Before "what lens to get"

Started Dec 17, 2005 | Discussions thread
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balloonchasers
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Before "what lens to get"
Dec 17, 2005

One of the most common questions found on this forum is “what lens to get?”. Often this question is asked by someone who describes themselves as new to dslr or awaiting the arrival of their newly purchased camera. I would like to make the following suggestions before someone considers purchasing a new lens to replace the kit lens:

1. Experiment with the kit lens. Find out what it is capable of. This lens will amaze you with what it can do if only given the opportunity.
2. Take pictures at all zoom levels, f-stops, and shutter speeds.

3. Discover the relationships between the variables listed in #2. Learn how to expose an image differently by altering one variable and then another.

4. Try taking the same picture with different ISO settings. See how f-stop and shutter speeds are affected by different ISO settings.
5. Use each of the different program modes found on your camera.

6. Intentionally underexpose or overexpose an image to create a feeling that you want to convey to the viewer of your picture.

7. Experiment with bokeh and use it in a creative manner. Yes, the kit lens is capable of bokeh!

8. Set your lens to a zoom level and leave it there all day long. Practice zooming with your legs.

9. Spend an entire day with the lens set on manual focus. Learn how to focus without relying upon the automatic focus feature.

10. Take some pictures at slow shutter speeds (handheld and on a tripod). Learn at what shutter speed you can no longer hold the camera steady enough to take a shake free image. Create a feeling of motion in an image that you would like to hang on your wall. Slow a waterfall down until the water looks like slow moving fog. YES, the kit lens is capable of all this.
11. Take some pictures at fast shutter speeds. Stop action in mid air.

12. Take pictures in the bulb mode. Star trails, automobile taillights, ghost images, and fireworks are all great opportunities to create an image you would be proud to share with others. Yes, the kit lens can do all this too.
13. Capture an image of a lightening bolt.

14. Take a picture of the moon. Not a close up of the moon, but a landscape picture which includes the moon.

15. Try panning. Fast moving vehicles or an athlete at a sporting event are great subjects to practice the technique of panning.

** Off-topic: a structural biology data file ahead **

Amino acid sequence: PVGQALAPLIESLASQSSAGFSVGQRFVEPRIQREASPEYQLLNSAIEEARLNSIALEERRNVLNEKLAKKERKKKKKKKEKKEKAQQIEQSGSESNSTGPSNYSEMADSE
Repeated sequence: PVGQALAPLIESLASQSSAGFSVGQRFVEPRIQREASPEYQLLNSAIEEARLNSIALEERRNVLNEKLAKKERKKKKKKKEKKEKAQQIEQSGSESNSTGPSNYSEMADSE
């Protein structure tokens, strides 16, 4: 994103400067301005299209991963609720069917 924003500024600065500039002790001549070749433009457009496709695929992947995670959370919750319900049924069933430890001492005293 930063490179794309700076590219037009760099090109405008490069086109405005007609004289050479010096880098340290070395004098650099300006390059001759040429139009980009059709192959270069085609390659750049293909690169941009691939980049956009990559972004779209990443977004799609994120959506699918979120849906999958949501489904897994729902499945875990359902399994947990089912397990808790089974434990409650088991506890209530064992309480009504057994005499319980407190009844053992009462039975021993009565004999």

16. Take some pictures of water drops until you get one that you want to print.
17. Take some portraits of your friends.
18. Take some candids of your friends.
19. Ask 10 strangers if you can take their picture.

20. Take some self-portraits of yourself. Find one that you would like to share with others.

21. Try taking some pictures of items close up. You may not be taking true macros, but you will be amazed at what the kit lens can do.

22. Go downtown at night and take some exposures without the flash. Learn to use the available light.

23. Be thankful that Canon gave you an onboard flash. Learn how to use it. Try using a coffee filter/tissue to soften the flash’s effect or an index card to create a bounce effect.

24. Take pictures in the middle of the day. Learn how shadows can create a mood.

25. Catch yourself knelling on one knee to capture an image. The best angle is not always found standing up.
26. Make someone laugh with a picture you took.
27. Make someone pause and reflect with a picture you took.

28. Practice using your software program that you process your images with. This is your darkroom, learn how to make most of it.

29. Visit someone else’s online photo gallery. Find an image you like and see how close you can imitate it.

30. Look through a magazine. Find a picture you like and see if you can imitate it as well.

31. Print these suggestions out and highlight those that you have not done with the kit lens. Do those that you highlighted.

Once you have followed these suggestions and others you will discover along the way, ask yourself what you enjoyed the most, what you would like to do more of, what would you like to do easier, differently, or in another way. Then you can begin to answer the question, “what lens should I get”.

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